· We did get our flu shots on Monday, and went to Arctic Circle for dinner and shakes after that. I was not feeling well and everything tasted gross to me, but the kids were in heaven. I did enjoy my Costco hotdog when I went Tuesday.

The final day of LAWKI Month was an interesting one here in West Jordan. We got home from church around 3 pm and I was in the kitchen for the next few hours. As I was cooking, it became abundantly clear that there was a fire burning somewhere close. The smell became overpowering and the sky had a weird yellow/orange tint to it. I could not see the fire from my house, but soon found on the news that the mountain side was burning in Herriman. That is about 8-10 miles from my home. By dark, the smoke was overpowering, even in our house. I felt like I had been sitting next to a campfire for 2 days.

I spent the later part of the night watching the news coverage of the fire. It was a sober reminder of how quickly life could change. We, like most people, thought of what we would do if we got the 10 minute evacuation order that so many thousands of people got. Having just practiced it, we felt pretty good about it. However, we also learned a few things from it. It seemed that everyone who was interviewed said that the message they got from city officials/fire department was to get their important medications and get out. When we thought that through, we realized that we do not have our prescription medications in our 72-hour kits, nor in our travel bags that we had just decided to include in our evacuation plans. Michael has now put a week supply of medication in both of his bags and I will do so when I get my brain working.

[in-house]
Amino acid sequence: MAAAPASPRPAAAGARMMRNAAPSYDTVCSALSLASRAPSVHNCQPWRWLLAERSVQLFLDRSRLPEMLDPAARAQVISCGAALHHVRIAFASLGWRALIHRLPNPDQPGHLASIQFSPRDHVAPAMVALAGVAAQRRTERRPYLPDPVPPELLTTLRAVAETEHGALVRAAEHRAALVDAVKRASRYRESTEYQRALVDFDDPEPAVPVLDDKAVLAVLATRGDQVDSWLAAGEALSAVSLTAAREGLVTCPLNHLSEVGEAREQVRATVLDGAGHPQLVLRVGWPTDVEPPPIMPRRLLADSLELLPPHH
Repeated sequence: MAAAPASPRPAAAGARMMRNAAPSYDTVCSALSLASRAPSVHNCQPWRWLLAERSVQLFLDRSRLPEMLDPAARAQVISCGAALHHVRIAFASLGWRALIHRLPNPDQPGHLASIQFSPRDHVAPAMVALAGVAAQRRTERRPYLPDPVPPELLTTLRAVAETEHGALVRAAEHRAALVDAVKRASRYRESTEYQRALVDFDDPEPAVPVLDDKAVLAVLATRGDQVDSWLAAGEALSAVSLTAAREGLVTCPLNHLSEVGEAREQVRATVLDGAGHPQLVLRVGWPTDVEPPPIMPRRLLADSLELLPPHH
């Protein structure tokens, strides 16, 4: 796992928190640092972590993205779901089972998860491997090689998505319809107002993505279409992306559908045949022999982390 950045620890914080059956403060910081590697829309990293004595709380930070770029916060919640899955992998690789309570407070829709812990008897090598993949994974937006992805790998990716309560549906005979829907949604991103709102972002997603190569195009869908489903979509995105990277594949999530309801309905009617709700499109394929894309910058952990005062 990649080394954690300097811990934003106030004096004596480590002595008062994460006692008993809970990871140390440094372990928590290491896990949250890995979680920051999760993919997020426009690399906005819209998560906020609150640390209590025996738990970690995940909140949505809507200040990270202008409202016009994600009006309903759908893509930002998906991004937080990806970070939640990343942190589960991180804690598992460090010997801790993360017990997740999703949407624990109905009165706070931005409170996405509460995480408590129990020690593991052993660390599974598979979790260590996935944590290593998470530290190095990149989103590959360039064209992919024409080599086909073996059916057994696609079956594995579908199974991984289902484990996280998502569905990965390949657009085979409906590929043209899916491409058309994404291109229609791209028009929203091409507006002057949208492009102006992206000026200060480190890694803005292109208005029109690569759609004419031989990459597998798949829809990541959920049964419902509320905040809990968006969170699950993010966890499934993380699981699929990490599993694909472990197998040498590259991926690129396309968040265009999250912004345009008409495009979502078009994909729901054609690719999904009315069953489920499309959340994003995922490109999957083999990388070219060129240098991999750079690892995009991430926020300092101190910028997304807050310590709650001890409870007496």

It was also interesting to see the pet situation. I read a fantastic book about a year and a half ago called The Unthinkable: Who Survives When Disaster Strikes - and Why by Amanda Ripley. It was the first time I remember hearing that so many people had stayed behind in Hurricane Katrina because they did not want to leave their pets. I always just planned to leave plenty of food and water out for them and leave them behind. Now it seems that people are told to plan on taking them with us in an evacuation. Emergency shelters are even supposed to have a plan for people’s pets. So, at a garage sale on Saturday, I bought another pet travel carrier thing. This one is even big enough for a small litter box, if it came to that. It would not be so much fun to catch both cats and put them in carriers and then have them in the car with us. I don’t think that we could get out of the house quit so fast if we were dealing with cats.

Of course, a big fire like that wiping out the neighborhood would really put a damper on our food storage situation. It would either be all thoroughly cooked, or soaked in the prevention of a fire. Here is hoping and praying that that never happens.